Luke 3:7–18 (NRSV)
Verse 7John said to the crowds that came out to be baptized by him, "You brood of vipers! Who warned you to flee from the wrath to come? Verse 8Bear fruits worthy of repentance. Do not begin to say to yourselves, 'We have Abraham as our ancestor'; for I tell you, God is able from these stones to raise up children to Abraham. Verse 9Even now the ax is lying at the root of the trees; every tree therefore that does not bear good fruit is cut down and thrown into the fire." Verse 10And the crowds asked him, "What then should we do?" Verse 11In reply he said to them, "Whoever has two coats must share with anyone who has none; and whoever has food must do likewise." Verse 12Even tax collectors came to be baptized, and they asked him, "Teacher, what should we do?" Verse 13He said to them, "Collect no more than the amount prescribed for you." Verse 14Soldiers also asked him, "And we, what should we do?" He said to them, "Do not extort money from anyone by threats or false accusation, and be satisfied with your wages."
Verse 15As the people were filled with expectation, and all were questioning in their hearts concerning John, whether he might be the Messiah, Verse 16John answered all of them by saying, "I baptize you with water; but one who is more powerful than I is coming; I am not worthy to untie the thong of his sandals. He will baptize you with the Holy Spirit and fire. Verse 17His winnowing fork is in his hand, to clear his threshing floor and to gather the wheat into his granary; but the chaff he will burn with unquenchable fire." Verse 18So, with many other exhortations, he proclaimed the good news to the people.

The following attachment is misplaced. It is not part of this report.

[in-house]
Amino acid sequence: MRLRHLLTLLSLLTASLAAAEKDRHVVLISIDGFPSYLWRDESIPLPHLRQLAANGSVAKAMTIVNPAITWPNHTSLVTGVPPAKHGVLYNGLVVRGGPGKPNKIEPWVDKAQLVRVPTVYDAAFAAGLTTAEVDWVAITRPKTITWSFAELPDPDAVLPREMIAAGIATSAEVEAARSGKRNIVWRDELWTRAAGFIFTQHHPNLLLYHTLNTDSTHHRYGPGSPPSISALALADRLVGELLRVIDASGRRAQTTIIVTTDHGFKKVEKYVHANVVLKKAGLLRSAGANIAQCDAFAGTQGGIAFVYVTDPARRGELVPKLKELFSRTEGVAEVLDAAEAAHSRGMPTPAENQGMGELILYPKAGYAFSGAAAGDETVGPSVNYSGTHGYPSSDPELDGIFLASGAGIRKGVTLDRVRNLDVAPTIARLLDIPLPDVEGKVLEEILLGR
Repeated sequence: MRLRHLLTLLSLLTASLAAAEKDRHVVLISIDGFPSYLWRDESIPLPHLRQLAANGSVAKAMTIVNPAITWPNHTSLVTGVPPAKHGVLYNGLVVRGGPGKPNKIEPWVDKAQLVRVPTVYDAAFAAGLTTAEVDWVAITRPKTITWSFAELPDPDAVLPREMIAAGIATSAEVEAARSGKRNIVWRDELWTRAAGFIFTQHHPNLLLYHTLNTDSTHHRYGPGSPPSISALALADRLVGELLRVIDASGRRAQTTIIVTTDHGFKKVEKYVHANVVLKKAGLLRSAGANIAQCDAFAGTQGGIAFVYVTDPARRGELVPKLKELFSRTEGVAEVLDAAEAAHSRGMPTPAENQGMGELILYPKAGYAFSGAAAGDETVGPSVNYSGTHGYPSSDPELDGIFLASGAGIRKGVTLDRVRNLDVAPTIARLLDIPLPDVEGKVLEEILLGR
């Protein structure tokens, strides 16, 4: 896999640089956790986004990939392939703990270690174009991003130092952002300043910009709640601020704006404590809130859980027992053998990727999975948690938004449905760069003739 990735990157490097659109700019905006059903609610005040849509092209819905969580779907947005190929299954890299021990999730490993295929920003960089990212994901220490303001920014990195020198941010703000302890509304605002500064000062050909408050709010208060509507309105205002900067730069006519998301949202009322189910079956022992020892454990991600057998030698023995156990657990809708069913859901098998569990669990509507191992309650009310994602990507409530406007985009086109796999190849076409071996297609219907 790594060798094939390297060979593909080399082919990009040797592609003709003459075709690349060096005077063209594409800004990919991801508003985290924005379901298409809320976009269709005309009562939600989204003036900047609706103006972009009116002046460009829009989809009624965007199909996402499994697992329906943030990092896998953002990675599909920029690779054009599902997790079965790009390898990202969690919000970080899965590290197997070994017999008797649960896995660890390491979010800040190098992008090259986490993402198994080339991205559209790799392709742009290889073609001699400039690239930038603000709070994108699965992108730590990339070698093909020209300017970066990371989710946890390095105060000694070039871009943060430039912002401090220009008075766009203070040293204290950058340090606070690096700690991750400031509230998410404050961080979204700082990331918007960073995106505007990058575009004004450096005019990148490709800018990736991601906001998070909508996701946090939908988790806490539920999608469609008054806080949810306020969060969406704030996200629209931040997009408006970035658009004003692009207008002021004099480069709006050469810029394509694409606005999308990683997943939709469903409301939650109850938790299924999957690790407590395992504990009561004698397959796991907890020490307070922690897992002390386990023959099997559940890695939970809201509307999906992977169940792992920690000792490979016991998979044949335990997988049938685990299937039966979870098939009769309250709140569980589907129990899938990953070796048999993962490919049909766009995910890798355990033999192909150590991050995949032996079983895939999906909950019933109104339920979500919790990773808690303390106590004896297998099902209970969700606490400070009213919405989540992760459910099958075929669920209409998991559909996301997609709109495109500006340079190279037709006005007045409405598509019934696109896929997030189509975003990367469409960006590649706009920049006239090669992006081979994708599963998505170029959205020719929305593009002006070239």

John the Baptist was a powerful prophet. He gained many followers, he preached repentance, and he baptized in water. As seen in this reading, there were those who wondered, or perhaps even believed, that John was the expected Messiah. John, however, never did any of his important works to elevate himself. He was continually pointing to Jesus, the true Messiah.
Therefore, John is a powerful example for any of us on how to be a witness to the Messiah. He never sought to gain power and influence for his own earthly desires. Though it certainly could have been easy for him to do so, he did not make his ministry about his accomplishments, his desires, or his ego. It is tempting to claim glory for ourselves, to see the successes we’ve had as a reflection of our greatness—not God’s. Like John the Baptist, however, we should always be pointing towards Jesus—always giving him the Glory.
Lord God, forgive our tendency to claim glory for ourselves. We pray that you help us always keep you at the center of our lives and ministries. Amen.